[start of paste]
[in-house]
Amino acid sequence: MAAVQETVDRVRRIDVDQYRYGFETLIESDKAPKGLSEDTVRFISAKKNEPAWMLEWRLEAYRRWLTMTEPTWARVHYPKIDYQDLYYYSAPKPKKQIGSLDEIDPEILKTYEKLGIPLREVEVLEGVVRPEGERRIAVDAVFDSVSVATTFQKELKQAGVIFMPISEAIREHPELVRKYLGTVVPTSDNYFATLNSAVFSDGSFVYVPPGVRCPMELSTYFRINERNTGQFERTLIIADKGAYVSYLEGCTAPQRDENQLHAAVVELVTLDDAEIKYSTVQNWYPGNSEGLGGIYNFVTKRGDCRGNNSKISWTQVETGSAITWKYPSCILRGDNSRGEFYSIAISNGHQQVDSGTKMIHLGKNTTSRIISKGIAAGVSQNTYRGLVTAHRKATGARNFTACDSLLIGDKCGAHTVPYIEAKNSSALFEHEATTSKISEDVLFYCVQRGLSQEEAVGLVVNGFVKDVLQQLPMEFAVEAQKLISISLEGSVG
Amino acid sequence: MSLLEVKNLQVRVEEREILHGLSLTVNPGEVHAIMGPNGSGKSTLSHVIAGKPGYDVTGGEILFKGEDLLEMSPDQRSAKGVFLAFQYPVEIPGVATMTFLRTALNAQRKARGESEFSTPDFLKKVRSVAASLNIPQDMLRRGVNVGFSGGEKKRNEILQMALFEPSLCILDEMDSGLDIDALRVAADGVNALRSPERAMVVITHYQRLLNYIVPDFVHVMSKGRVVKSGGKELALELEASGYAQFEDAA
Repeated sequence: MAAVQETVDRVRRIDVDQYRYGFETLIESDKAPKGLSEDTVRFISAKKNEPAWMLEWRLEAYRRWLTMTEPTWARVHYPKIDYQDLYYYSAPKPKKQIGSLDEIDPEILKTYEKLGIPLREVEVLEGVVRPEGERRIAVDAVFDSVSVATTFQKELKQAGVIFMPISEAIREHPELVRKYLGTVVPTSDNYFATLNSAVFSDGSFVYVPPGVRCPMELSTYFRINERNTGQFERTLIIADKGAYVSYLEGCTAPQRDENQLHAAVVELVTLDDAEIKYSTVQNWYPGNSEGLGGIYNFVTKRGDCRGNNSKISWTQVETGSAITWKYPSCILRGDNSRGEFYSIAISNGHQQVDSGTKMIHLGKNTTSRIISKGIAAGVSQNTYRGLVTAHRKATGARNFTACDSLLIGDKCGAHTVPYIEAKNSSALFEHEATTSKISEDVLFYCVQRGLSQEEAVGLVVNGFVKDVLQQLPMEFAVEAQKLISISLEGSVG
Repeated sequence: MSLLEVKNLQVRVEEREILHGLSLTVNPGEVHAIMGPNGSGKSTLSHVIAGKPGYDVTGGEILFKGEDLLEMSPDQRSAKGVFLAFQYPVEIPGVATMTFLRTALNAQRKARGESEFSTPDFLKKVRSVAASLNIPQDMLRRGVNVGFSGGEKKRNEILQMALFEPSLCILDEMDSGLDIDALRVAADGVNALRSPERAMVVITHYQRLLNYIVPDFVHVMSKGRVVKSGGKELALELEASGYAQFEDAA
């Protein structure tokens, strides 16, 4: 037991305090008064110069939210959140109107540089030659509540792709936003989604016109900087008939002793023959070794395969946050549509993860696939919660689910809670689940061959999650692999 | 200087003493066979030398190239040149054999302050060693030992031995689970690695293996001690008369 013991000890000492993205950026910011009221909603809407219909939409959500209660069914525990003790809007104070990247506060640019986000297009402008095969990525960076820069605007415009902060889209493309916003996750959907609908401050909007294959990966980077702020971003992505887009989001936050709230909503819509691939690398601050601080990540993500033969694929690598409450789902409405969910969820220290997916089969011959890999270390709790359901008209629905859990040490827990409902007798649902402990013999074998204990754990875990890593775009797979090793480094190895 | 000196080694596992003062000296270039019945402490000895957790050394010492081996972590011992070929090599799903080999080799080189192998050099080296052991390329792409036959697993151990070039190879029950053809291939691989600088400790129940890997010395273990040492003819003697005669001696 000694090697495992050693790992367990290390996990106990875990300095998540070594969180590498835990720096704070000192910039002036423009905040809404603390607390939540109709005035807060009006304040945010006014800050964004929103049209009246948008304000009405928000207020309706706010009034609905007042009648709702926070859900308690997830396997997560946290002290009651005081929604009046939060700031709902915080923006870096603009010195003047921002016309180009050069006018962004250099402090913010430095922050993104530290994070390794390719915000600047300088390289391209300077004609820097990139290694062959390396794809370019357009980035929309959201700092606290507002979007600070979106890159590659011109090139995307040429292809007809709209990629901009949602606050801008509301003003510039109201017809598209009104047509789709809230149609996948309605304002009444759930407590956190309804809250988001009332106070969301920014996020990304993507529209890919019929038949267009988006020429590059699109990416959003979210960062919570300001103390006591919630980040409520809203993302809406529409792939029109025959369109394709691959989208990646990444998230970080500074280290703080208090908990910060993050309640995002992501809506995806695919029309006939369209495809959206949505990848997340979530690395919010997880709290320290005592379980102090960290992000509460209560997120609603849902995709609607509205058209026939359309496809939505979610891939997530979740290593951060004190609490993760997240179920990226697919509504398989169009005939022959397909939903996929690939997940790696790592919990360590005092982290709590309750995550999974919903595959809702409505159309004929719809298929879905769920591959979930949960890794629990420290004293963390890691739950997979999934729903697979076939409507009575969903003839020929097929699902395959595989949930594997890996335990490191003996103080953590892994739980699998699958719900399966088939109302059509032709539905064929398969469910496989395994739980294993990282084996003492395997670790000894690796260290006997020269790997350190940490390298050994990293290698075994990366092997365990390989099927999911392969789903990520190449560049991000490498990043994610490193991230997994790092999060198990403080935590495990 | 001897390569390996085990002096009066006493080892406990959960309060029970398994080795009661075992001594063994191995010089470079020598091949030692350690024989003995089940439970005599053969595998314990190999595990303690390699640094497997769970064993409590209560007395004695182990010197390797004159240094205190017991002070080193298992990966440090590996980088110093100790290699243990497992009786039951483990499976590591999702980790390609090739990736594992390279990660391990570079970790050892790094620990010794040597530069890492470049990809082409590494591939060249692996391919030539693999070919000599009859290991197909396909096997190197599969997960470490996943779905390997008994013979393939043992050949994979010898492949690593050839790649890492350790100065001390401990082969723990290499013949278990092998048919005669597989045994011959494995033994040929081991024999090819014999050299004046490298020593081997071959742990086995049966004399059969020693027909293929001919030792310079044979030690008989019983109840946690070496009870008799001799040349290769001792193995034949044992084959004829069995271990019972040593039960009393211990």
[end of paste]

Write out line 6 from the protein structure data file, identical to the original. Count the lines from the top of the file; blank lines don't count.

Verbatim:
């Protein structure tokens, strides 16, 4: 037991305090008064110069939210959140109107540089030659509540792709936003989604016109900087008939002793023959070794395969946050549509993860696939919660689910809670689940061959999650692999 | 200087003493066979030398190239040149054999302050060693030992031995689970690695293996001690008369 013991000890000492993205950026910011009221909603809407219909939409959500209660069914525990003790809007104070990247506060640019986000297009402008095969990525960076820069605007415009902060889209493309916003996750959907609908401050909007294959990966980077702020971003992505887009989001936050709230909503819509691939690398601050601080990540993500033969694929690598409450789902409405969910969820220290997916089969011959890999270390709790359901008209629905859990040490827990409902007798649902402990013999074998204990754990875990890593775009797979090793480094190895 | 000196080694596992003062000296270039019945402490000895957790050394010492081996972590011992070929090599799903080999080799080189192998050099080296052991390329792409036959697993151990070039190879029950053809291939691989600088400790129940890997010395273990040492003819003697005669001696 000694090697495992050693790992367990290390996990106990875990300095998540070594969180590498835990720096704070000192910039002036423009905040809404603390607390939540109709005035807060009006304040945010006014800050964004929103049209009246948008304000009405928000207020309706706010009034609905007042009648709702926070859900308690997830396997997560946290002290009651005081929604009046939060700031709902915080923006870096603009010195003047921002016309180009050069006018962004250099402090913010430095922050993104530290994070390794390719915000600047300088390289391209300077004609820097990139290694062959390396794809370019357009980035929309959201700092606290507002979007600070979106890159590659011109090139995307040429292809007809709209990629901009949602606050801008509301003003510039109201017809598209009104047509789709809230149609996948309605304002009444759930407590956190309804809250988001009332106070969301920014996020990304993507529209890919019929038949267009988006020429590059699109990416959003979210960062919570300001103390006591919630980040409520809203993302809406529409792939029109025959369109394709691959989208990646990444998230970080500074280290703080208090908990910060993050309640995002992501809506995806695919029309006939369209495809959206949505990848997340979530690395919010997880709290320290005592379980102090960290992000509460209560997120609603849902995709609607509205058209026939359309496809939505979610891939997530979740290593951060004190609490993760997240179920990226697919509504398989169009005939022959397909939903996929690939997940790696790592919990360590005092982290709590309750995550999974919903595959809702409505159309004929719809298929879905769920591959979930949960890794629990420290004293963390890691739950997979999934729903697979076939409507009575969903003839020929097929699902395959595989949930594997890996335990490191003996103080953590892994739980699998699958719900399966088939109302059509032709539905064929398969469910496989395994739980294993990282084996003492395997670790000894690796260290006997020269790997350190940490390298050994990293290698075994990366092997365990390989099927999911392969789903990520190449560049991000490498990043994610490193991230997994790092999060198990403080935590495990 | 001897390569390996085990002096009066006493080892406990959960309060029970398994080795009661075992001594063994191995010089470079020598091949030692350690024989003995089940439970005599053969595998314990190999595990303690390699640094497997769970064993409590209560007395004695182990010197390797004159240094205190017991002070080193298992990966440090590996980088110093100790290699243990497992009786039951483990499976590591999702980790390609090739990736594992390279990660391990570079970790050892790094620990010794040597530069890492470049990809082409590494591939060249692996391919030539693999070919000599009859290991197909396909096997190197599969997960470490996943779905390997008994013979393939043992050949994979010898492949690593050839790649890492350790100065001390401990082969723990290499013949278990092998048919005669597989045994011959494995033994040929081991024999090819014999050299004046490298020593081997071959742990086995049966004399059969020693027909293929001919030792310079044979030690008989019983109840946690070496009870008799001799040349290769001792193995034949044992084959004829069995271990019972040593039960009393211990």